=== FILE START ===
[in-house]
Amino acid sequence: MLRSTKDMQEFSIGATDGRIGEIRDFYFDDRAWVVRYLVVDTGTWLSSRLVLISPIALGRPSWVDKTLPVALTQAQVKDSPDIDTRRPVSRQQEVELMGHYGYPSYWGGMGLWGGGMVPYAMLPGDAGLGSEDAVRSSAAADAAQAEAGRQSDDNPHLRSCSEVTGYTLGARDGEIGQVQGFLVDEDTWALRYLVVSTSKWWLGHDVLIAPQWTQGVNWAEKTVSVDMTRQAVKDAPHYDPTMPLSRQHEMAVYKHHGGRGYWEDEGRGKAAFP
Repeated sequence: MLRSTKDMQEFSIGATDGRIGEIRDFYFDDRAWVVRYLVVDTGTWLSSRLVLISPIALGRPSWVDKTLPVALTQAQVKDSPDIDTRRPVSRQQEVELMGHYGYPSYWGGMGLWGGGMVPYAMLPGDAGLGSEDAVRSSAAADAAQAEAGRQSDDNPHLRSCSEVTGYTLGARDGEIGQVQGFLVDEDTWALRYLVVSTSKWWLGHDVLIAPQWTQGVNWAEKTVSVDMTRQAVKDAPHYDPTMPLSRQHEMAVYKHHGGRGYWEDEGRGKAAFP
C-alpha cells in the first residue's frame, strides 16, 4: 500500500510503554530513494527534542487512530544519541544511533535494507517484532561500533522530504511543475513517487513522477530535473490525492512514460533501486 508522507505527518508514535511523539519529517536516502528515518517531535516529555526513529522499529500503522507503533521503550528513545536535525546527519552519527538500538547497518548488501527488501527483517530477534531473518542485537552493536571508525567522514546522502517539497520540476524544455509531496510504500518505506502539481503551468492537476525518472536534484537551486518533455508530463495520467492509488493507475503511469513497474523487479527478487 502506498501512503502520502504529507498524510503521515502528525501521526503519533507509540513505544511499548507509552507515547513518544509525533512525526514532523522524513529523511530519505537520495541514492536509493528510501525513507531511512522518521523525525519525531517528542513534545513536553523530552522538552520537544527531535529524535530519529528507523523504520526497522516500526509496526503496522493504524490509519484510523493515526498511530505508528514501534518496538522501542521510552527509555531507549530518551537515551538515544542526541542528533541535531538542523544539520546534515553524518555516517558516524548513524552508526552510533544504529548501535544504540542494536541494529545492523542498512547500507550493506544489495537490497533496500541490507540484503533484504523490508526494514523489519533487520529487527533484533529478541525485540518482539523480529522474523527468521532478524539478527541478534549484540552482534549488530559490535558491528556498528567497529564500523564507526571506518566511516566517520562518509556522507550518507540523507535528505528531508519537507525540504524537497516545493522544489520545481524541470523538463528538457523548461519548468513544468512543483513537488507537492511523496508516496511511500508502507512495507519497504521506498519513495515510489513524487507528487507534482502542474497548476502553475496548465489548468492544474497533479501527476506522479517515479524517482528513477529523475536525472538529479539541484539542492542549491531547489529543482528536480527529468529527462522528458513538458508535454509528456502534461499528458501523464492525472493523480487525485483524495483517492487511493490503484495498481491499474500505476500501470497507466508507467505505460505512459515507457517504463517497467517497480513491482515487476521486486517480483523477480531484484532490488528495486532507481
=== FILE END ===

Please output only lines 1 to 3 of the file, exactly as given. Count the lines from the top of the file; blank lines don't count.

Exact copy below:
[in-house]
Amino acid sequence: MLRSTKDMQEFSIGATDGRIGEIRDFYFDDRAWVVRYLVVDTGTWLSSRLVLISPIALGRPSWVDKTLPVALTQAQVKDSPDIDTRRPVSRQQEVELMGHYGYPSYWGGMGLWGGGMVPYAMLPGDAGLGSEDAVRSSAAADAAQAEAGRQSDDNPHLRSCSEVTGYTLGARDGEIGQVQGFLVDEDTWALRYLVVSTSKWWLGHDVLIAPQWTQGVNWAEKTVSVDMTRQAVKDAPHYDPTMPLSRQHEMAVYKHHGGRGYWEDEGRGKAAFP
Repeated sequence: MLRSTKDMQEFSIGATDGRIGEIRDFYFDDRAWVVRYLVVDTGTWLSSRLVLISPIALGRPSWVDKTLPVALTQAQVKDSPDIDTRRPVSRQQEVELMGHYGYPSYWGGMGLWGGGMVPYAMLPGDAGLGSEDAVRSSAAADAAQAEAGRQSDDNPHLRSCSEVTGYTLGARDGEIGQVQGFLVDEDTWALRYLVVSTSKWWLGHDVLIAPQWTQGVNWAEKTVSVDMTRQAVKDAPHYDPTMPLSRQHEMAVYKHHGGRGYWEDEGRGKAAFP